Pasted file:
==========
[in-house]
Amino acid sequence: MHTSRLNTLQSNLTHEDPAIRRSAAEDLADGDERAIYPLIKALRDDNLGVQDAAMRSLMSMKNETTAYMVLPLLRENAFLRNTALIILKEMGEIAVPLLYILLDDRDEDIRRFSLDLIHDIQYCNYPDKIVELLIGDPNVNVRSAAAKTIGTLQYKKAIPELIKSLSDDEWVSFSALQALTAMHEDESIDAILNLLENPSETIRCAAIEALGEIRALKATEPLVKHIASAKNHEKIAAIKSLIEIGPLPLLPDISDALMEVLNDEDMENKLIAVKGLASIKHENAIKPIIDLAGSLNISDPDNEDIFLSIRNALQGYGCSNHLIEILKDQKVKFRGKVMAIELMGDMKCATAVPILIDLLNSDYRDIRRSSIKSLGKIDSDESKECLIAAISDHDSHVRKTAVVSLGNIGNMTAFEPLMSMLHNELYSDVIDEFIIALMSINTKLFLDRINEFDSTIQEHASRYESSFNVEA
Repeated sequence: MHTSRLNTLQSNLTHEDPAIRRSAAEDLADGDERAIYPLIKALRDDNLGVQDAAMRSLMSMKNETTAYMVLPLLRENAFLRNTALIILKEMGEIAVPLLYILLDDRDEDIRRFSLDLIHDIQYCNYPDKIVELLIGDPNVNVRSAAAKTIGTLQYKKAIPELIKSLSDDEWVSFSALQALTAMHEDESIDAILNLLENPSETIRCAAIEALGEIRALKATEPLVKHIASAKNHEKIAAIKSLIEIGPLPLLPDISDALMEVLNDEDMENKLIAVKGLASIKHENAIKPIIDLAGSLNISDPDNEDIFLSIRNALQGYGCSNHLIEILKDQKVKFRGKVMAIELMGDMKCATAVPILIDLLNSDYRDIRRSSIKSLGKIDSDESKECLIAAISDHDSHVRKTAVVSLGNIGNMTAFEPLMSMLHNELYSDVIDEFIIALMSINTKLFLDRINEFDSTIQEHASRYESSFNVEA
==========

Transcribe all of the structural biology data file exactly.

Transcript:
[in-house]
Amino acid sequence: MHTSRLNTLQSNLTHEDPAIRRSAAEDLADGDERAIYPLIKALRDDNLGVQDAAMRSLMSMKNETTAYMVLPLLRENAFLRNTALIILKEMGEIAVPLLYILLDDRDEDIRRFSLDLIHDIQYCNYPDKIVELLIGDPNVNVRSAAAKTIGTLQYKKAIPELIKSLSDDEWVSFSALQALTAMHEDESIDAILNLLENPSETIRCAAIEALGEIRALKATEPLVKHIASAKNHEKIAAIKSLIEIGPLPLLPDISDALMEVLNDEDMENKLIAVKGLASIKHENAIKPIIDLAGSLNISDPDNEDIFLSIRNALQGYGCSNHLIEILKDQKVKFRGKVMAIELMGDMKCATAVPILIDLLNSDYRDIRRSSIKSLGKIDSDESKECLIAAISDHDSHVRKTAVVSLGNIGNMTAFEPLMSMLHNELYSDVIDEFIIALMSINTKLFLDRINEFDSTIQEHASRYESSFNVEA
Repeated sequence: MHTSRLNTLQSNLTHEDPAIRRSAAEDLADGDERAIYPLIKALRDDNLGVQDAAMRSLMSMKNETTAYMVLPLLRENAFLRNTALIILKEMGEIAVPLLYILLDDRDEDIRRFSLDLIHDIQYCNYPDKIVELLIGDPNVNVRSAAAKTIGTLQYKKAIPELIKSLSDDEWVSFSALQALTAMHEDESIDAILNLLENPSETIRCAAIEALGEIRALKATEPLVKHIASAKNHEKIAAIKSLIEIGPLPLLPDISDALMEVLNDEDMENKLIAVKGLASIKHENAIKPIIDLAGSLNISDPDNEDIFLSIRNALQGYGCSNHLIEILKDQKVKFRGKVMAIELMGDMKCATAVPILIDLLNSDYRDIRRSSIKSLGKIDSDESKECLIAAISDHDSHVRKTAVVSLGNIGNMTAFEPLMSMLHNELYSDVIDEFIIALMSINTKLFLDRINEFDSTIQEHASRYESSFNVEA